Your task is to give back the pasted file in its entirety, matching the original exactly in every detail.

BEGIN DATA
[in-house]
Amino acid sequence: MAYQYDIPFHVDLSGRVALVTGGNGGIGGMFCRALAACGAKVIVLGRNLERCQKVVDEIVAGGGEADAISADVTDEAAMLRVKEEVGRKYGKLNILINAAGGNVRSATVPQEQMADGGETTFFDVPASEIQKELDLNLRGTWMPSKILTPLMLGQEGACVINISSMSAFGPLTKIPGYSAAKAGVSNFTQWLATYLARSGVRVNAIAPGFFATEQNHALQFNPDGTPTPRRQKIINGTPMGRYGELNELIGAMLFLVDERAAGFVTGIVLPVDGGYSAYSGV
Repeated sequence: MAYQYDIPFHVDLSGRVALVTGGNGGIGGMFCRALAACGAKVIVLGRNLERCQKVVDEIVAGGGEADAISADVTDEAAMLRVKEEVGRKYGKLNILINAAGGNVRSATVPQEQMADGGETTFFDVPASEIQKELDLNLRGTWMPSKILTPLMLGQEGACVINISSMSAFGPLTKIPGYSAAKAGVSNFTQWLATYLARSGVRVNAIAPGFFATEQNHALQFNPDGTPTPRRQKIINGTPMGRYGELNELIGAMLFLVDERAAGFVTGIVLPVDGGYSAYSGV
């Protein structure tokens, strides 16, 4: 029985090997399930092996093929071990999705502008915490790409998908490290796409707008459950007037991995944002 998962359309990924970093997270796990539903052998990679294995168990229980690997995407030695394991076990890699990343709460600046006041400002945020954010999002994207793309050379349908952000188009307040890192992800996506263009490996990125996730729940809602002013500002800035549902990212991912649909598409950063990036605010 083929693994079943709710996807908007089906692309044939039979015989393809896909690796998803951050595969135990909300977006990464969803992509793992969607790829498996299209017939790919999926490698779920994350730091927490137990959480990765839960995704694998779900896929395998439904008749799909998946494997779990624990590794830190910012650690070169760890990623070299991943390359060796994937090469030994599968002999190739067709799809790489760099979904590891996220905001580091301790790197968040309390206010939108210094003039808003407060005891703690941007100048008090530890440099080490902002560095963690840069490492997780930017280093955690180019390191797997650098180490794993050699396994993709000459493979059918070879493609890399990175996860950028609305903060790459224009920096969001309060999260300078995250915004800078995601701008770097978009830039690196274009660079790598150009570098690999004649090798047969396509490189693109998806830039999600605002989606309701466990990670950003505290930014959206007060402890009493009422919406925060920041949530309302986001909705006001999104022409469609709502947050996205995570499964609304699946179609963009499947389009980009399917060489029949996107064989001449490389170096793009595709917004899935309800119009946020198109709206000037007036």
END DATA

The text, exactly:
[in-house]
Amino acid sequence: MAYQYDIPFHVDLSGRVALVTGGNGGIGGMFCRALAACGAKVIVLGRNLERCQKVVDEIVAGGGEADAISADVTDEAAMLRVKEEVGRKYGKLNILINAAGGNVRSATVPQEQMADGGETTFFDVPASEIQKELDLNLRGTWMPSKILTPLMLGQEGACVINISSMSAFGPLTKIPGYSAAKAGVSNFTQWLATYLARSGVRVNAIAPGFFATEQNHALQFNPDGTPTPRRQKIINGTPMGRYGELNELIGAMLFLVDERAAGFVTGIVLPVDGGYSAYSGV
Repeated sequence: MAYQYDIPFHVDLSGRVALVTGGNGGIGGMFCRALAACGAKVIVLGRNLERCQKVVDEIVAGGGEADAISADVTDEAAMLRVKEEVGRKYGKLNILINAAGGNVRSATVPQEQMADGGETTFFDVPASEIQKELDLNLRGTWMPSKILTPLMLGQEGACVINISSMSAFGPLTKIPGYSAAKAGVSNFTQWLATYLARSGVRVNAIAPGFFATEQNHALQFNPDGTPTPRRQKIINGTPMGRYGELNELIGAMLFLVDERAAGFVTGIVLPVDGGYSAYSGV
């Protein structure tokens, strides 16, 4: 029985090997399930092996093929071990999705502008915490790409998908490290796409707008459950007037991995944002 998962359309990924970093997270796990539903052998990679294995168990229980690997995407030695394991076990890699990343709460600046006041400002945020954010999002994207793309050379349908952000188009307040890192992800996506263009490996990125996730729940809602002013500002800035549902990212991912649909598409950063990036605010 083929693994079943709710996807908007089906692309044939039979015989393809896909690796998803951050595969135990909300977006990464969803992509793992969607790829498996299209017939790919999926490698779920994350730091927490137990959480990765839960995704694998779900896929395998439904008749799909998946494997779990624990590794830190910012650690070169760890990623070299991943390359060796994937090469030994599968002999190739067709799809790489760099979904590891996220905001580091301790790197968040309390206010939108210094003039808003407060005891703690941007100048008090530890440099080490902002560095963690840069490492997780930017280093955690180019390191797997650098180490794993050699396994993709000459493979059918070879493609890399990175996860950028609305903060790459224009920096969001309060999260300078995250915004800078995601701008770097978009830039690196274009660079790598150009570098690999004649090798047969396509490189693109998806830039999600605002989606309701466990990670950003505290930014959206007060402890009493009422919406925060920041949530309302986001909705006001999104022409469609709502947050996205995570499964609304699946179609963009499947389009980009399917060489029949996107064989001449490389170096793009595709917004899935309800119009946020198109709206000037007036």